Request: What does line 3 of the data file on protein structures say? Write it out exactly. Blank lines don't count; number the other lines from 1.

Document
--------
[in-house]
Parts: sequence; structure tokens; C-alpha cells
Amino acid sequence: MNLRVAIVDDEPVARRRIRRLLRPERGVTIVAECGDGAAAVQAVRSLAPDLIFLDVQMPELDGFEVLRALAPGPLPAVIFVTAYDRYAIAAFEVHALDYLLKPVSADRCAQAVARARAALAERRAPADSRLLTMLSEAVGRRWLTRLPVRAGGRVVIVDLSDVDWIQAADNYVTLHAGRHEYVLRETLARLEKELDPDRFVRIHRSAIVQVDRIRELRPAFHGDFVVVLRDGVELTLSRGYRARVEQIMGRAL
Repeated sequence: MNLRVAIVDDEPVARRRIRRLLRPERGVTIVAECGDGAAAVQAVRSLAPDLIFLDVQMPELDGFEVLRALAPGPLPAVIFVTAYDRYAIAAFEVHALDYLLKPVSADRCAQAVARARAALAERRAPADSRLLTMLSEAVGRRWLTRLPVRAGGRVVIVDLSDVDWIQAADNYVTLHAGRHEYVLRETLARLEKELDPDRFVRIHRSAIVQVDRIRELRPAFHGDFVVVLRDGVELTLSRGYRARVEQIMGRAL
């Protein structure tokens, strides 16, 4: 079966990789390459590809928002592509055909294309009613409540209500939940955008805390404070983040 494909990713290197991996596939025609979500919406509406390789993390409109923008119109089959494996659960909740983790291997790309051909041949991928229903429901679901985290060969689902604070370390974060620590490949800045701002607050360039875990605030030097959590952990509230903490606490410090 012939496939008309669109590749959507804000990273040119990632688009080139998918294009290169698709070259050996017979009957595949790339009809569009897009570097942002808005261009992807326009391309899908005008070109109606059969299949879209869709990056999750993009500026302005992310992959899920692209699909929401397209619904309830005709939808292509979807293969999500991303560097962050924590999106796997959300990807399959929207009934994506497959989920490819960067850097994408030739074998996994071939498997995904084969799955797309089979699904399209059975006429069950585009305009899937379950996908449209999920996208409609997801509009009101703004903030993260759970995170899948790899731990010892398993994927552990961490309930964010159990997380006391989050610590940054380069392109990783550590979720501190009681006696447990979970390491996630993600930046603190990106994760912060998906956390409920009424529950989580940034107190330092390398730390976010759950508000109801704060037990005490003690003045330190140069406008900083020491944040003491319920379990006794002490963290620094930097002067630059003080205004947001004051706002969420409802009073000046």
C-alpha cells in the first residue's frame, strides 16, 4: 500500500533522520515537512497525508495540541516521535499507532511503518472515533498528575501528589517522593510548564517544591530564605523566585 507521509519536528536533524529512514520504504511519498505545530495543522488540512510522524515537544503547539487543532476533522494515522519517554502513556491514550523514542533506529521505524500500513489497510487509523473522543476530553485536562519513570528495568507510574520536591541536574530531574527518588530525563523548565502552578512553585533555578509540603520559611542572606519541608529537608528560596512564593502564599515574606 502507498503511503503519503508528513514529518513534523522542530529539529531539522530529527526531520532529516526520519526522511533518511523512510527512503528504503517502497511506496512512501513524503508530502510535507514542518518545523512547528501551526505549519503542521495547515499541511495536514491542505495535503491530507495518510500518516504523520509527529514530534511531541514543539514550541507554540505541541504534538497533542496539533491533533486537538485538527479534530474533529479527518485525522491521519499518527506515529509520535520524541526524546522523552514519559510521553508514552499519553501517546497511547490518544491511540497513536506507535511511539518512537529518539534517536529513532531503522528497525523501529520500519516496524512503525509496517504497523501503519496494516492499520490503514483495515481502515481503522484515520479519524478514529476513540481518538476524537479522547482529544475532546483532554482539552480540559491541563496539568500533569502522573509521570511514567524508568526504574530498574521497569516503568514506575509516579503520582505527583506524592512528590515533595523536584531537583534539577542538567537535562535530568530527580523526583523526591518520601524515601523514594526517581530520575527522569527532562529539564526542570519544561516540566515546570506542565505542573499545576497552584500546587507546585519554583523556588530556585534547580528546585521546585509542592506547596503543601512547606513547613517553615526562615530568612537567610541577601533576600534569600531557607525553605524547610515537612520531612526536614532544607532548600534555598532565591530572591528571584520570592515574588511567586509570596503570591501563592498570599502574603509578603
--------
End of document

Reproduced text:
Amino acid sequence: MNLRVAIVDDEPVARRRIRRLLRPERGVTIVAECGDGAAAVQAVRSLAPDLIFLDVQMPELDGFEVLRALAPGPLPAVIFVTAYDRYAIAAFEVHALDYLLKPVSADRCAQAVARARAALAERRAPADSRLLTMLSEAVGRRWLTRLPVRAGGRVVIVDLSDVDWIQAADNYVTLHAGRHEYVLRETLARLEKELDPDRFVRIHRSAIVQVDRIRELRPAFHGDFVVVLRDGVELTLSRGYRARVEQIMGRAL